Before you go on stage, tune your guitar, and then tune it again. During one of the gigs I’ve played, I didn’t tune up correctly, and it sounded pretty bad. If you have to tune whilst on stage, try to use a plug-in tuner, and whatever you do, don’t tune with your amp on. It’s really unprofessional if the audience can hear you trying to tune up to a high E.

So, next is the actual performance. If you make a mistake, just carry on. Chances are no one has noticed, and mistakes happen. You will have a few bad gigs, it’s inevitable, but the majority of the gigs you play will go well, and the best thing is that you learn from the mistakes you do make. Personally, I’ve made a countless amount of mistakes, but I kept going. The most important thing is to enjoy yourself on stage, and have a great time!

Sonic ReducersEarlier on this week I interviewed Daniel Cairney and Chris Roarty from awesome local punk band Sonic Reducers, talking about the future of anarchy, words like “hypersonic”, and the promise of a new EP.

How long have you guys been together?
Daniel:
This current line-up has been together since June 2011, but the band started as Delgado in September 2010.

Your first album’s out, N.F.I.A. (No Future In Anarchy) why did you decide on this as your album’s title?
Daniel: The album was originally going to be titled Punkeye (an in joke between the band and some friends) but it was later realized that the title was a bit too silly and would probably lose it’s humour the more people asked about it! So, the song No Future In Anarchy existed already, and I always just liked the title because it expresses discontent with a lot of the people who think it’s still 1977 and don’t really translate their punk spirit into the modern world, as the Sex Pistols’ idea of Anarchy was cool at the time, but it’s not really done anything since then, and we’re all about moving forward!

If you could describe your band in 3 words, what would they be?
Daniel: Loud, Fast, Fun.
Chris: Maniacal, Hypersonic and Humorous.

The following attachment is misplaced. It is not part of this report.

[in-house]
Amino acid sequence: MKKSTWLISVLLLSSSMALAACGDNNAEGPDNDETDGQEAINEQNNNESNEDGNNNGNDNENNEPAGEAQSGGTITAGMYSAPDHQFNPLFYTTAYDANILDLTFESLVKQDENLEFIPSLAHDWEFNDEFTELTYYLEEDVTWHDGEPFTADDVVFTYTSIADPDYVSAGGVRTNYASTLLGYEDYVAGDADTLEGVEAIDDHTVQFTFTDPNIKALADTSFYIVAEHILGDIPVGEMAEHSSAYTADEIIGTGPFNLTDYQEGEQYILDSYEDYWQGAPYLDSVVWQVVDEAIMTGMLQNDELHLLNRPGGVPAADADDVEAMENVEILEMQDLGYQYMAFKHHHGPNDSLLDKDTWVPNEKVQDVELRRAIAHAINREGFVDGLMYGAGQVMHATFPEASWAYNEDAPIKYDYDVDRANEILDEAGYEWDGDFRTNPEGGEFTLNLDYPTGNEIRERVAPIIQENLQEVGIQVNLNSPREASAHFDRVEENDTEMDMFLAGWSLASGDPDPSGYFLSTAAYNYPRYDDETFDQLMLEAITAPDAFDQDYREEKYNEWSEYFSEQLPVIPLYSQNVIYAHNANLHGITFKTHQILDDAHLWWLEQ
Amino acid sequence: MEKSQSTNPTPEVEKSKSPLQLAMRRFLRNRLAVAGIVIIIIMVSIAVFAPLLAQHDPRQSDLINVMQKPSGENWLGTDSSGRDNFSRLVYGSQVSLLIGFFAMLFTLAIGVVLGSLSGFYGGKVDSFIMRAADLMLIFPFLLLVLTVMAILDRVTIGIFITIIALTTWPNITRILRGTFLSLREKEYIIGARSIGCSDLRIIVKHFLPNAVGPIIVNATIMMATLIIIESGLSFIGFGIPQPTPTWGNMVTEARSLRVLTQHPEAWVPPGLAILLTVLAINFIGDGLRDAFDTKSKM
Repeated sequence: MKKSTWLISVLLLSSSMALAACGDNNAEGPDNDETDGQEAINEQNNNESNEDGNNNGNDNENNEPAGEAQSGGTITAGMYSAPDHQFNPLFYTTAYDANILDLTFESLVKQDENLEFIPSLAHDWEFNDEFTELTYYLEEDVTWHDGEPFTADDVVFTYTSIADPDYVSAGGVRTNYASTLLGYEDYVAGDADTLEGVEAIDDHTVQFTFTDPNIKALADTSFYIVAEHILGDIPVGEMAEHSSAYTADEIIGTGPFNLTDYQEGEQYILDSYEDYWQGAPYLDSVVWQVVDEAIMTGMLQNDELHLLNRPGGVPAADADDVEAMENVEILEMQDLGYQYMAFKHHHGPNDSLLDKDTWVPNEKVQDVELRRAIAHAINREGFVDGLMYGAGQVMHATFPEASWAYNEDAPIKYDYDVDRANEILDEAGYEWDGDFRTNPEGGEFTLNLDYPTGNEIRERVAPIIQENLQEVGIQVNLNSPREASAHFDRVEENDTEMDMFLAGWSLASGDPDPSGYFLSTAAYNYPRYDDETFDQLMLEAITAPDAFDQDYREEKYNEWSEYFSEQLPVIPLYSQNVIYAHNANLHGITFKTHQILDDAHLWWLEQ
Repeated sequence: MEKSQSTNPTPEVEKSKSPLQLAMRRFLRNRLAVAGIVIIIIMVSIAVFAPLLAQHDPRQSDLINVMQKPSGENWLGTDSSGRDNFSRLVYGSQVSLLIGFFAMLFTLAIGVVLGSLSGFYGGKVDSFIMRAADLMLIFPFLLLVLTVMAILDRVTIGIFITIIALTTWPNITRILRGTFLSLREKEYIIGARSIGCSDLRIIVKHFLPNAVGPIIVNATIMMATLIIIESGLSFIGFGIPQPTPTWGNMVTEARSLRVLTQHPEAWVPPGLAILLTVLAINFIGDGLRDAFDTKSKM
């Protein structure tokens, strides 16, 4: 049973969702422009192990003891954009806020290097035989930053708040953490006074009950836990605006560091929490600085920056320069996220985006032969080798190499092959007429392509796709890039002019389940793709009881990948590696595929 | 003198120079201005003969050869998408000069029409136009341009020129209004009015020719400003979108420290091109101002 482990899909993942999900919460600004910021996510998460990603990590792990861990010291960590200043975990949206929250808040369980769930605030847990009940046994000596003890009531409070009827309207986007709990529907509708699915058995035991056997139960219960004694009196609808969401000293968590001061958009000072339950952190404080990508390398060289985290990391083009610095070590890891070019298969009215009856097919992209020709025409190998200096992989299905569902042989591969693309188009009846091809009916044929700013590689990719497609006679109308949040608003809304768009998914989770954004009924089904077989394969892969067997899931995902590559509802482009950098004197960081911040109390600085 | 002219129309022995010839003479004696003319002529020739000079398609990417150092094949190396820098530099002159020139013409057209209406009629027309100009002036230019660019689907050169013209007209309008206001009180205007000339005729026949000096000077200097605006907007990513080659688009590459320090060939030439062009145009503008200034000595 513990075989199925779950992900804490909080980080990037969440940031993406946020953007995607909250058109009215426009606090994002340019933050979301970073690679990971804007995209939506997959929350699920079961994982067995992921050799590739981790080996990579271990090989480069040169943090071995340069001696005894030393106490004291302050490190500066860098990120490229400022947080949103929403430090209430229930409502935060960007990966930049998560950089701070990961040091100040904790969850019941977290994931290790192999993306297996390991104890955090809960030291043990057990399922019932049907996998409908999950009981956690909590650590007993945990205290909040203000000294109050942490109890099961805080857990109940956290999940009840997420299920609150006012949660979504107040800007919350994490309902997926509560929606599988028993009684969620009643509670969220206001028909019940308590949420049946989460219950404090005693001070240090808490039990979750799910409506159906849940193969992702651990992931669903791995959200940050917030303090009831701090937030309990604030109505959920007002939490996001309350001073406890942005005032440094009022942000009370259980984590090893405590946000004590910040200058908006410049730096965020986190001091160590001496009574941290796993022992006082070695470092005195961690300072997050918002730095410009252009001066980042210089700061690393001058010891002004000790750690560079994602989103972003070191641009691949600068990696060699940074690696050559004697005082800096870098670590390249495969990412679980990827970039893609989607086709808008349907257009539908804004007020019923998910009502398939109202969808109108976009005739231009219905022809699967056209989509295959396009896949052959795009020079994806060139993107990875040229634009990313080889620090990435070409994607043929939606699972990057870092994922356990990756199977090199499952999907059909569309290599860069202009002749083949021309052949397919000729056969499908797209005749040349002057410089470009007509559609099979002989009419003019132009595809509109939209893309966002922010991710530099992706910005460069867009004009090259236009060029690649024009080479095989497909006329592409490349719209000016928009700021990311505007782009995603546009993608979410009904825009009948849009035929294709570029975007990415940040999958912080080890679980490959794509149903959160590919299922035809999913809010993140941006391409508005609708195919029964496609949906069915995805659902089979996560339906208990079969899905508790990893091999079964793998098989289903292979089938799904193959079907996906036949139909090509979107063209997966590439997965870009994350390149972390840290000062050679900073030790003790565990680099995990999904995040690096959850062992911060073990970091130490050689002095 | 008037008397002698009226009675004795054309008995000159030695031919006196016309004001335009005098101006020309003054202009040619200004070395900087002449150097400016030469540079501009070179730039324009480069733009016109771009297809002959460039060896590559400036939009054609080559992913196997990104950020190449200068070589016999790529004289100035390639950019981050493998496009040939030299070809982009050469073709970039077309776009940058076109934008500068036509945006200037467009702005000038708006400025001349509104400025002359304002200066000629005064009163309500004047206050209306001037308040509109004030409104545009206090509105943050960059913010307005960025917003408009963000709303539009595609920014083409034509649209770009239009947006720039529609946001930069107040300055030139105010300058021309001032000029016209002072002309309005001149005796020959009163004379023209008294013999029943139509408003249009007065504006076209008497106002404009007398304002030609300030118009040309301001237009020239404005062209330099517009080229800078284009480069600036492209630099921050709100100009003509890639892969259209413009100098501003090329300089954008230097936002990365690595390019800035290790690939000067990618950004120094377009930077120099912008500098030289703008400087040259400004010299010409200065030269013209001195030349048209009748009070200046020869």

You have a song called Punk Rock Band – what would be your advice to any people wanting to start their own punk rock band?
Daniel: My main piece of advice in starting a punk rock band is just to be yourself. When you think about it, all the punk bands, whose music has stood the test of time, have done so because they all had unique sounding music, which has been imitated a lot, but never really matched.
Chris: Personally, I think musicianship is the most important. Whenever Daniel comes in with a song, say Young Blood, it’s usually just a basic structure that could still pass off as a song, though just before we recorded the album we added more parts like a reggae section and a breakdown. We did the same with Going Back. One of our newer songs, Unscathed, which can be heard on our Soundcloud, has been greatly sharpened recently with a few changes. I’m excited for releasing that song particularly. Things like that wouldn’t happen if we didn’t get a say. I also think that being musically versatile can help, for instance, fusing styles together. It also makes things sound cooler!

What are your plans for this year?
Daniel: This year, we plan to do a lot of new stuff! With a new EP and hopefully a concept album, so it should be interesting! Most of the songs for the EP are ready, but the concept album is still early doors, so we can’t really guarantee it will be done this year but here’s hoping!
Chris: Basically what Daniel said, but I’m probably going to work on getting my drums sounding tighter for the remainder of the year, and throw some things I’ve not really done in there too for a challenge.

Check out Sonic Reducers’ current EP, N.F.I.A, right here on Bandcamp! http://www.sonicreducersuk.bandcamp.com

Coming Soon to a Venue Near You

Short entry about some gigs that are coming up in the next few weeks or so, incase you’re stuck for something to do at the weekend.

Sonic Reducers live

Sonic Reducers live

First up, on Saturday 9th February, we have Danny.P at The Box. This is Danny and his band’s first full line-up gig in Glasgow, and it’s free, which means more money to spend on alcoholic substances if you are that way inclined. The gig starts at 8pm, and is for all people who are 18 and over. He’s a fantastic artist so it’s well worth checking him out.

Not sure if this counts as self-promotion, but the next gig I’m going to add in here is the one that involves my own band. Okay, so that is horrendous self-promotion, but I’ve got to start somewhere. Perpetual Motion will be playing at the O2 ABC on Saturday 16th February, along with support from The Puzzlers, David Murdoch, and End Transmission (my band!). All the other bands are awesome, so if you’re up for some decent music and watching me try to pretend I know how to play guitar, then come along!
Tickets are £8, but £10 on the door, so it would be best to get them beforehand. You can purchase tickets here:
http://www.o2abcglasgow.co.uk/event/49691/perpetual-motion-tickets

Finally, if you like punk rock, you’ll love Sonic Reducers. The band are playing at the Classic Grand on the 22nd February, and are fantastic live, so if you’re free I’d recommend that you get yourself along to it! Tickets are £6, and it’s sure to be a brilliant night.

That’s just about everything you should stick in your calendars so far. Look out for more blog posts very soon.